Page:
Show report: Image Sensors Automotive
The Image Sensors conferences have been held since 2008, and have grown to become one of the main image sensor conferences in Europe. This was the first image sensor conference from this organization that focused entirely on automotive applications. The two-day conference in June attracted about one hundred attendees, each with key roles in the automotive supply chain. Everyone working with cameras for automotive seemed to be there: semiconductor IP companies, image sensor makers, automotive SOC vendors, Tier 1s, and the OEMs. There were sixteen presentations, addressing a wide range of topics. Not only covering image sensors, but also the other components that make up an imaging system for automotive applications.
The conference was held in Brussels, and Belgium won their world cup game during the event. For many hours in the evening, cars were honking and people were shouting to celebrate the victory.
The following topics were recurring themes at the conference that were most often discussed.
ADAS (advanced driver assistance systems)
Driver assistance systems such as adaptive cruise control, lane departure warning, and pedestrian protection often use an image sensor to understand the environment in the vicinity of the car. ADAS are one of the big drivers behind the growth of image sensors in the automotive industry, and was therefore an often-discussed subject at the conference. The videantis processor architecture is ideally suited to efficiently run the computer vision algorithms that provide the technology basis for these systems. Image analysis algorithms such as feature detection, feature tracking and object detection run very efficiently on the videantis architecture, providing low power and performance levels that have not been seen before.
Besides using cameras to increase safety, cameras can also be used for viewing applications. Most cars have three mirrors, and of course the windows to see what’s going on around the car, but cameras and displays can help in giving a much better overview to the driver. Top view system combine and reproject image data from multiple image sensors into a single “birds-eye view” that presents the full surroundings of the car in one image on a display. Another new application is to replace the mirrors with cameras, which causes much less drag, resulting in a car that uses less energy (your car will last one mile longer per gallon). For such applications, the unified videantis architecture can perform video compression and decompression for distribution in the car over Ethernet, or can do the warping and stitching of multiple camera images for viewing applications.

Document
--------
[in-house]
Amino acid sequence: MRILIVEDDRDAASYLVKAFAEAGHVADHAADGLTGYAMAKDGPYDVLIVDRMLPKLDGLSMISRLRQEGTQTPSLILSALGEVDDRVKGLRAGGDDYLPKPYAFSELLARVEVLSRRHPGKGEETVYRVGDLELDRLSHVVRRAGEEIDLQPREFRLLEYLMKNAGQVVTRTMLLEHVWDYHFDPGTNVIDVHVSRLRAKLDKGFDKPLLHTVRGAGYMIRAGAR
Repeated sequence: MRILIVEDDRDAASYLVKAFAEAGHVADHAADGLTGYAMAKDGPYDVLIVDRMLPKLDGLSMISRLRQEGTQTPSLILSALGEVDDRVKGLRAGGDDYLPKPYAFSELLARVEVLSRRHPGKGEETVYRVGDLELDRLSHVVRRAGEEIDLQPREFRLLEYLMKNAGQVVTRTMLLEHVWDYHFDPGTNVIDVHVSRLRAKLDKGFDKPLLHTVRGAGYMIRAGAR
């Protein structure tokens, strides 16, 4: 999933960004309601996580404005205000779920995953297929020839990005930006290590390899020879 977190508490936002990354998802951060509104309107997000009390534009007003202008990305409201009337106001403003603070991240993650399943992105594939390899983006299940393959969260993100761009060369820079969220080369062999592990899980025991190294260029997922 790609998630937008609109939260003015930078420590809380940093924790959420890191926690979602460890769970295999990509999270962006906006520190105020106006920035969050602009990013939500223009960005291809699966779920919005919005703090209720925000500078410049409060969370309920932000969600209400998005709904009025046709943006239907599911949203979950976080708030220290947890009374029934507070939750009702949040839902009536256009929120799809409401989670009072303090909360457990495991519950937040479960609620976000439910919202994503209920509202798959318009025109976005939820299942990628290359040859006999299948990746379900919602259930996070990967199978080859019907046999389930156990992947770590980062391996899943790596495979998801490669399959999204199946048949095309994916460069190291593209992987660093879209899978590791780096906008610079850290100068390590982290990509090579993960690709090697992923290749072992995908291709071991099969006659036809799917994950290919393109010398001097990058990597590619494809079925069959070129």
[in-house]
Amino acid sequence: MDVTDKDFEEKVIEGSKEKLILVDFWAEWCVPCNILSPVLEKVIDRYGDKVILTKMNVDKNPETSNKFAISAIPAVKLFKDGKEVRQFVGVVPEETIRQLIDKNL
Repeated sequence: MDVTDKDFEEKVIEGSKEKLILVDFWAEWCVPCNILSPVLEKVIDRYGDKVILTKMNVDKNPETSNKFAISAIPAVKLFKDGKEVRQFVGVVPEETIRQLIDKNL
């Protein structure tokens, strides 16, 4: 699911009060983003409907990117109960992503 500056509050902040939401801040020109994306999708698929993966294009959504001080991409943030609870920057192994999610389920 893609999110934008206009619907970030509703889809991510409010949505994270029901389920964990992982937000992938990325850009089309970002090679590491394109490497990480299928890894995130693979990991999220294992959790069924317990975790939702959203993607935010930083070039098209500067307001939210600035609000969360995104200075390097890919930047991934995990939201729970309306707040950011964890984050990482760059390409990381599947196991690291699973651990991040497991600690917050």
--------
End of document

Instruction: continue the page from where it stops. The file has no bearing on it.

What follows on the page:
Image quality is inherently subjective. “Beauty is in the eye of the beholder.” The traditional way of measuring the image sensor quality is by using PSNR or MTF but these metrics don’t necessarily reflect what’s really important. There are a lot of different ways you can measure image sensor picture quality, and a couple of presentations focused on this topic.
Safety is key in automotive. Over one million people die on the roads each year due to accidents, and the electronic components inside the car should be as close to 100% reliable. Recalls and liability are a big issue for the OEMs. The ISO standard 26262 focuses on the functional safety of the electronic systems in vehicles, and was one of the topics of this conference since it has technical implications. We’ve been shipping our IP into automotive applications for many years, so are well aware of the issues. Ask us how we address automotive safety.
Cars get really hot in the sun and there’s not much heat dissipation possible inside the camera module. Therefore, it’s important to have very low power silicon. When the system gets too hot, the sensor is affected, things may melt, and components stop working. Low power has always been a design criterion for us, primarily to extend battery life of handheld applications. It’s clear that low power consumption is key for automotive also.
Many different sensors are being used in automotive: radar, laser, infrared, visual, ultrasonic and depth sensors. Each of these sensors has their own strengths and weaknesses. Combining, or fusing, this data from multiple sensors can yield a more robust vision-based system. Due to the flexible nature of our architecture, we can address such sensor fusion applications well.
The next Image Sensor conference is in San Francisco in September. We’re looking forward to connecting with people again there.